Google is bringing the Samsung Nexus S smartphone to AT&T’s network on July 24, for $99 with a two-year contract. Until now, the Google-designed handset was only available in the U.S. for T-Mobile and Sprint. Google says that Best Buy will sell the phone this Sunday, but it can be preordered today at Best Buy’s website and in stores. The Samsung Nexus S doesn’t have the latest and greatest hardware, but it does have several unique features, including support for wireless payments through an integrated near-field communications (NFC) chip.
As the owner of a Google Nexus One handset since launch day, I considered upgrading to the Nexus S when it debuted in December. Google stayed with a 1 GHz single-core processor and 800×480 resolution screen, so I decided to pass. However, Samsung’s Super AMOLED display is a nice upgrade, with bolder, vivid colors and better outdoor viewing. The same screen technology is used on the AT&T Infuse 4G that I recently showed off on video. The Nexus S was also one of the first Android handsets to gain a front-facing camera, which can now be used for Google Talk video chat. And because it’s a Nexus phone, the handset is easier to root and install custom software, plus it should see Android updates faster than other phones.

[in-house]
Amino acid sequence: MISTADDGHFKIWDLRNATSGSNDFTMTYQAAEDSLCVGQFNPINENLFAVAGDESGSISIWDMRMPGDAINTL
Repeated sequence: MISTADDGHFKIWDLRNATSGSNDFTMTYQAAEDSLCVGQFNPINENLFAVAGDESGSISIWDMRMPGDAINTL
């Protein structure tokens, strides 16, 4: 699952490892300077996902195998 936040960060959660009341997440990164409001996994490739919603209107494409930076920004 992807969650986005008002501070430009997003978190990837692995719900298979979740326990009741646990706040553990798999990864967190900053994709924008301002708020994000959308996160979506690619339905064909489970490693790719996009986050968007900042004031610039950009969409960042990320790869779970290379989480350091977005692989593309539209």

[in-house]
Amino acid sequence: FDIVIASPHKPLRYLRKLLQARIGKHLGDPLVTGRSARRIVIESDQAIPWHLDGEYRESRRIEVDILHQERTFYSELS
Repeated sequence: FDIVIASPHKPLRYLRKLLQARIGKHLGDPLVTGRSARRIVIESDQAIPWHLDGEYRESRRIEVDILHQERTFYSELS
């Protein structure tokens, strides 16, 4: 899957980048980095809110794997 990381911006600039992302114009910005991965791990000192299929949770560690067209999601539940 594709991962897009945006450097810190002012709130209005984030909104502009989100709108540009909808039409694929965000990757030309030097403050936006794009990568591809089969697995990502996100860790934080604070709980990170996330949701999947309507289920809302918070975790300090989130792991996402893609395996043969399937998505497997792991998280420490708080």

But I think the real reason for the Nexus S appearing with support for AT&T is the NFC chip inside. In May, Google announced its Wallet service, a method to pay for goods by tapping a smartphone on a payment terminal. NFC payments have long been promised but haven’t yet been delivered in the U.S., and Google Wallet sounds like it has all the right pieces in place. Except there’s currently only one handset on one carrier that supports it, and that carrier is No. 3, Sprint, which has the Nexus S 4G.
At the Wallet launch, Google said it planned to expand support to more phones, and I suspect the Nexus S for AT&T is the next Wallet-capable handset. For $99 on a much larger carrier, Google can increase the Wallet user base much more quickly than it can through Sprint. Of course, releasing an AT&T version of the Nexus S only adds more potential to Google Wallet. But it doesn’t guarantee a large uptake for one key reason: Compared to the latest and greatest handsets with speedy dual-core processors, the Nexus S is already looking long in the tooth.